The nations of the world do indeed have ethics and morals. The New York Times Magazine contains a column by a person who is called “The Ethicist”. Each week, he paskens [rules] for his readers what is ethical and what is not ethical. Often, his articles are quite controversial from a Torah perspective. If someone can’t bear to wait a whole week to read “The Ethicist,” he can check “Miss Manners” in the daily paper. She is the final authority on good manners and proper behavior for millions of readers! There is a fellow who has a monthly radio program where on each show he speaks about some aspect of the topic of “civility”. Sometimes, what he says does make sense. He had a whole sermon on the issue of talking on cell phones on the train.
Clearly, the Gentiles also have their ethics and morality. But do the nations of the world have a morality that says not to speak Loshon Harah? The concept of gossip exists but the concept that there should be a theological prohibition against gossip is not something that exists on their spiritual radar screens. Try telling a non-Jew that it is prohibited to speak evil about someone else even if the facts are true. “How could it be forbidden? — IT IS TRUE!”
Where does such a law come from? It does not come from Miss Manners and it does not come from “The Ethicist” and it will not come from anyone who is making up ethical rules on his own.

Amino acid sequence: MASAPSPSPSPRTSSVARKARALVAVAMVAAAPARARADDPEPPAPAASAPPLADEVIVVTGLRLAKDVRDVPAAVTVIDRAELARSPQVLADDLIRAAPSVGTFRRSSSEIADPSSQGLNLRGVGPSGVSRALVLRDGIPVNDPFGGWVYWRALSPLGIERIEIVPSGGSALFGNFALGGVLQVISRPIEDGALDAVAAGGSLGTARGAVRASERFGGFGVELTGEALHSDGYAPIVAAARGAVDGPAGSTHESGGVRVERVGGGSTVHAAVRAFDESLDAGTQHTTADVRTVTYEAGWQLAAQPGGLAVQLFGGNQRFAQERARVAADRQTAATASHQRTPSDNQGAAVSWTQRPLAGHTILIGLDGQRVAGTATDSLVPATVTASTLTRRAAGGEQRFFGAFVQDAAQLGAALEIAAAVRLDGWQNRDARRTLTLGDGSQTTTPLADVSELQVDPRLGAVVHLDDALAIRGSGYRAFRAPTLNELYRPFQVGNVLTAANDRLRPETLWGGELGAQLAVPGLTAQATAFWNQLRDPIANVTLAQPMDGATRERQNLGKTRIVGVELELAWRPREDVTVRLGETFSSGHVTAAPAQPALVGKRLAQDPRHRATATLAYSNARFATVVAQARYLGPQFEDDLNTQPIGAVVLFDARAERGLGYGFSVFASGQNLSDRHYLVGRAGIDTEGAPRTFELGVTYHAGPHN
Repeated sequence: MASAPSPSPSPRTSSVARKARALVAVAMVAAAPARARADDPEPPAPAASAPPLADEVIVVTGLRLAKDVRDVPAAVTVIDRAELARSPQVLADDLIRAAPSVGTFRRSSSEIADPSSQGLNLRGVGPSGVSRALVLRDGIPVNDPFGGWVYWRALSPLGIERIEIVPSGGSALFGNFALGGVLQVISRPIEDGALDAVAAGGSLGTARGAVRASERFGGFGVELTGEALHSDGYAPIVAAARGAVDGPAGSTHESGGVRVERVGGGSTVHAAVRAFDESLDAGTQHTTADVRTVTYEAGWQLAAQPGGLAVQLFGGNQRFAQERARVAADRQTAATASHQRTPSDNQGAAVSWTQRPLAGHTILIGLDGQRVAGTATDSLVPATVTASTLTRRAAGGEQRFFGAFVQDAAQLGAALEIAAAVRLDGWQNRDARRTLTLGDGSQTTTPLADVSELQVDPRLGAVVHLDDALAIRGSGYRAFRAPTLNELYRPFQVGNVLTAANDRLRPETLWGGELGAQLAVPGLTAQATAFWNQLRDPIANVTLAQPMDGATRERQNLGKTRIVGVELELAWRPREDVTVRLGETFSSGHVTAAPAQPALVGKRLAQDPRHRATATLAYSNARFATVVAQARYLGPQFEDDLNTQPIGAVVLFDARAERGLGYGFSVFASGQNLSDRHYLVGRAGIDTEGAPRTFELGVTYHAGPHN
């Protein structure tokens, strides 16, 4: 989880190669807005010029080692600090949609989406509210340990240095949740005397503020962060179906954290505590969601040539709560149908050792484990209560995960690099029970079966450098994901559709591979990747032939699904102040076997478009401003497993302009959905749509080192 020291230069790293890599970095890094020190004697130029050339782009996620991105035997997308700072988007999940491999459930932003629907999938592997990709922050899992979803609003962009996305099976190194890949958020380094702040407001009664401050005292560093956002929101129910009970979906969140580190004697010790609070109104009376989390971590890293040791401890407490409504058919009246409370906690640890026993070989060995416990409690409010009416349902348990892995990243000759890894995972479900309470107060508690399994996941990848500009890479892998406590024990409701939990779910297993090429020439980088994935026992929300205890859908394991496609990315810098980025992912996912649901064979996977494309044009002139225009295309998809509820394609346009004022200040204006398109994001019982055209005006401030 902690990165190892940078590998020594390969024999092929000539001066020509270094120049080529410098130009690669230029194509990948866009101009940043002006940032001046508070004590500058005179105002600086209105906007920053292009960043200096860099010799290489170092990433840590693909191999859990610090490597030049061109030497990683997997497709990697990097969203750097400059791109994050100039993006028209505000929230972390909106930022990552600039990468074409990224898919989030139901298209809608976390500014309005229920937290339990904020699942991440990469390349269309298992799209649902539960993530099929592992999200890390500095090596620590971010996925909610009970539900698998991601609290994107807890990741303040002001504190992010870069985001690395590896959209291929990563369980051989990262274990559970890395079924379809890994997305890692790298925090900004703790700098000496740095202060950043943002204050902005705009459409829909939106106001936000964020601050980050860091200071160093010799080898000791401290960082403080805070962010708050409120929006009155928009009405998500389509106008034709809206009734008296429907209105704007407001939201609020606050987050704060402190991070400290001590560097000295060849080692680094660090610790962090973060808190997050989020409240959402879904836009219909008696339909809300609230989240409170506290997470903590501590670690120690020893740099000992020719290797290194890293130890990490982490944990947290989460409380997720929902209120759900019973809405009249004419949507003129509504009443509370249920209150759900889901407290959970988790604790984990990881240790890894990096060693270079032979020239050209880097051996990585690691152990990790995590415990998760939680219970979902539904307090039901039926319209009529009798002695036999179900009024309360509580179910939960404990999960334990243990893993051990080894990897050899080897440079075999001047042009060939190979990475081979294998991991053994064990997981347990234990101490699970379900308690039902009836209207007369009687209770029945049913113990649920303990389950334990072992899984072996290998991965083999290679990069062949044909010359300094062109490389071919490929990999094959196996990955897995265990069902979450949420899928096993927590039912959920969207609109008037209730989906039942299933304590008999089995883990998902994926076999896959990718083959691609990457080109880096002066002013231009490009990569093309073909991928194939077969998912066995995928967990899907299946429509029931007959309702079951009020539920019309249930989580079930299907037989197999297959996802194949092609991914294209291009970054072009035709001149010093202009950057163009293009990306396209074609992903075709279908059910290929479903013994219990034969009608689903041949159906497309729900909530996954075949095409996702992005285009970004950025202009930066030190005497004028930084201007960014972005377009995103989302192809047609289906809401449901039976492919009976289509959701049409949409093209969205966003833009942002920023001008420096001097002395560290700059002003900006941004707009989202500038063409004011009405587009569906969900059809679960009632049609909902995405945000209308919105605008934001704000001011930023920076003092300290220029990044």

The Gentiles have a concept of being “A Good Samaritan”. A Good Samaritan will be driving down the highway. He sees someone has a flat tire. He’ll stop and see if he can help change the tire.
What would a non-Jew say about a situation where his biggest enemy in the world has a flat tire and 50 feet further up the road his best friend has a flat tire? Whose tire would he help change? The Torah commands that precedence be given to one’s enemy. “It is preferable to force one’s evil inclination (to not hate a fellow Jew).” It is good for one’s character to help one’s enemy ahead of helping one’s friend.
This is a mind boggling concept. Such a law could not have been man-made. No person would ever choose that option on his own, based on his own sense of right or wrong. They will ask — where does such an idea come from? Our answer is that it comes from this parsha which begins with the words “And these are the statutes…” Just as the Asseres HaDibros in Parshas Yisro came from Sinai, so too that which follows in Parshas Mishpatim comes from Sinai.
If a person lives a full Torah life and works on himself, he can achieve this status that is almost angelic — to willingly and readily be prepared to help a hated neighbor before his friends so that he may be able to improve his character traits (midos).
I recently heard the following story from Rav Avraham Chaim Feuer, which speaks to the possibility of spiritual heights that may be achieved by a person who works upon himself and diligently tries to mold his personality in accordance with the Torah’s expectations:
Rabbi Yechiel Perr, a Rosh Yeshiva in Far Rockaway, married his wife, Miss Shani Nekritz, in the late 1950’s. Mrs. Shani Perr is the daughter of a Rosh Yeshiva from Novoradok, who in turn was the son-in-law of Rabbi Avraham Yaffen, one of the great Rabbinic personalities of the past generation.
Rabbi Yaffen, the grandfather of the Kallah, arranged all the details of the wedding ceremony. Virtually all the top name Roshei Yeshiva in the United States of that era attended the wedding. It was not easy to pick who would have each of the various “honors” that are typically distributed at such events. All the guests were very curious to see who among all the distinguished Rabbonim there would be getting the various “blessings”.